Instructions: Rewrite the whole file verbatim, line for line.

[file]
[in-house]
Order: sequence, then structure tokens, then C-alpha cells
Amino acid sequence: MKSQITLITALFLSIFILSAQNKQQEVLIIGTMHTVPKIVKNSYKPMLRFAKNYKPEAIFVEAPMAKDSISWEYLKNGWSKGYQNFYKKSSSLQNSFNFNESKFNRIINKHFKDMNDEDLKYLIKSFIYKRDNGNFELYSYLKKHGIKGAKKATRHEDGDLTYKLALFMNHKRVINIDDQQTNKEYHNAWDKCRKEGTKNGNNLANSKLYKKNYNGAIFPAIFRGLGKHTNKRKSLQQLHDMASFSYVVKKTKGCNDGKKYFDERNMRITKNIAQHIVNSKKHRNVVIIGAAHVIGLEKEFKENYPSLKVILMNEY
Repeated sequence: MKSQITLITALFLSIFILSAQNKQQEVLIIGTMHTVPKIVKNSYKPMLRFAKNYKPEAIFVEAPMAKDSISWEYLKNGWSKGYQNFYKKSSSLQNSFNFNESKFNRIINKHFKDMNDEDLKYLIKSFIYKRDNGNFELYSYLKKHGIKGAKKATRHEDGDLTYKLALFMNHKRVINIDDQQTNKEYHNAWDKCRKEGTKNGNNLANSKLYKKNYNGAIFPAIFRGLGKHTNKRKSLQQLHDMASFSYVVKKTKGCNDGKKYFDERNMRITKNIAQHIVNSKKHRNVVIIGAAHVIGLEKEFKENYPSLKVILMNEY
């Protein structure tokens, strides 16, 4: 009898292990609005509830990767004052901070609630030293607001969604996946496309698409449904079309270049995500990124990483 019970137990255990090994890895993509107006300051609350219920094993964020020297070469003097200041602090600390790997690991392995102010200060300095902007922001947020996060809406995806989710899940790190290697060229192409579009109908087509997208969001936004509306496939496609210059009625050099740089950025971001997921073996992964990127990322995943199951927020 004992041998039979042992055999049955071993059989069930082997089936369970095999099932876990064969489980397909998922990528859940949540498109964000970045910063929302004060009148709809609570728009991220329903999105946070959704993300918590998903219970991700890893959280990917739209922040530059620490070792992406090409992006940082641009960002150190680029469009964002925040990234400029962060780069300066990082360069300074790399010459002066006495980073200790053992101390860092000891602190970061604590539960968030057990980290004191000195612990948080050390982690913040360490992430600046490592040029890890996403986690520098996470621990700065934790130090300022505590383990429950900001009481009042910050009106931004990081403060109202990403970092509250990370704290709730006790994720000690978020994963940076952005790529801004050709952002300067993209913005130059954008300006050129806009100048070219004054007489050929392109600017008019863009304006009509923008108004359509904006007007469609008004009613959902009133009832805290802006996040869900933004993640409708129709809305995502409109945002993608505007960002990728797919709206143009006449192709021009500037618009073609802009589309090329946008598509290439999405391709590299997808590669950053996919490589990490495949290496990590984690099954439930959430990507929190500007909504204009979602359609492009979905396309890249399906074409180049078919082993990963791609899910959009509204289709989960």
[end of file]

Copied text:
[in-house]
Order: sequence, then structure tokens, then C-alpha cells
Amino acid sequence: MKSQITLITALFLSIFILSAQNKQQEVLIIGTMHTVPKIVKNSYKPMLRFAKNYKPEAIFVEAPMAKDSISWEYLKNGWSKGYQNFYKKSSSLQNSFNFNESKFNRIINKHFKDMNDEDLKYLIKSFIYKRDNGNFELYSYLKKHGIKGAKKATRHEDGDLTYKLALFMNHKRVINIDDQQTNKEYHNAWDKCRKEGTKNGNNLANSKLYKKNYNGAIFPAIFRGLGKHTNKRKSLQQLHDMASFSYVVKKTKGCNDGKKYFDERNMRITKNIAQHIVNSKKHRNVVIIGAAHVIGLEKEFKENYPSLKVILMNEY
Repeated sequence: MKSQITLITALFLSIFILSAQNKQQEVLIIGTMHTVPKIVKNSYKPMLRFAKNYKPEAIFVEAPMAKDSISWEYLKNGWSKGYQNFYKKSSSLQNSFNFNESKFNRIINKHFKDMNDEDLKYLIKSFIYKRDNGNFELYSYLKKHGIKGAKKATRHEDGDLTYKLALFMNHKRVINIDDQQTNKEYHNAWDKCRKEGTKNGNNLANSKLYKKNYNGAIFPAIFRGLGKHTNKRKSLQQLHDMASFSYVVKKTKGCNDGKKYFDERNMRITKNIAQHIVNSKKHRNVVIIGAAHVIGLEKEFKENYPSLKVILMNEY
């Protein structure tokens, strides 16, 4: 009898292990609005509830990767004052901070609630030293607001969604996946496309698409449904079309270049995500990124990483 019970137990255990090994890895993509107006300051609350219920094993964020020297070469003097200041602090600390790997690991392995102010200060300095902007922001947020996060809406995806989710899940790190290697060229192409579009109908087509997208969001936004509306496939496609210059009625050099740089950025971001997921073996992964990127990322995943199951927020 004992041998039979042992055999049955071993059989069930082997089936369970095999099932876990064969489980397909998922990528859940949540498109964000970045910063929302004060009148709809609570728009991220329903999105946070959704993300918590998903219970991700890893959280990917739209922040530059620490070792992406090409992006940082641009960002150190680029469009964002925040990234400029962060780069300066990082360069300074790399010459002066006495980073200790053992101390860092000891602190970061604590539960968030057990980290004191000195612990948080050390982690913040360490992430600046490592040029890890996403986690520098996470621990700065934790130090300022505590383990429950900001009481009042910050009106931004990081403060109202990403970092509250990370704290709730006790994720000690978020994963940076952005790529801004050709952002300067993209913005130059954008300006050129806009100048070219004054007489050929392109600017008019863009304006009509923008108004359509904006007007469609008004009613959902009133009832805290802006996040869900933004993640409708129709809305995502409109945002993608505007960002990728797919709206143009006449192709021009500037618009073609802009589309090329946008598509290439999405391709590299997808590669950053996919490589990490495949290496990590984690099954439930959430990507929190500007909504204009979602359609492009979905396309890249399906074409180049078919082993990963791609899910959009509204289709989960």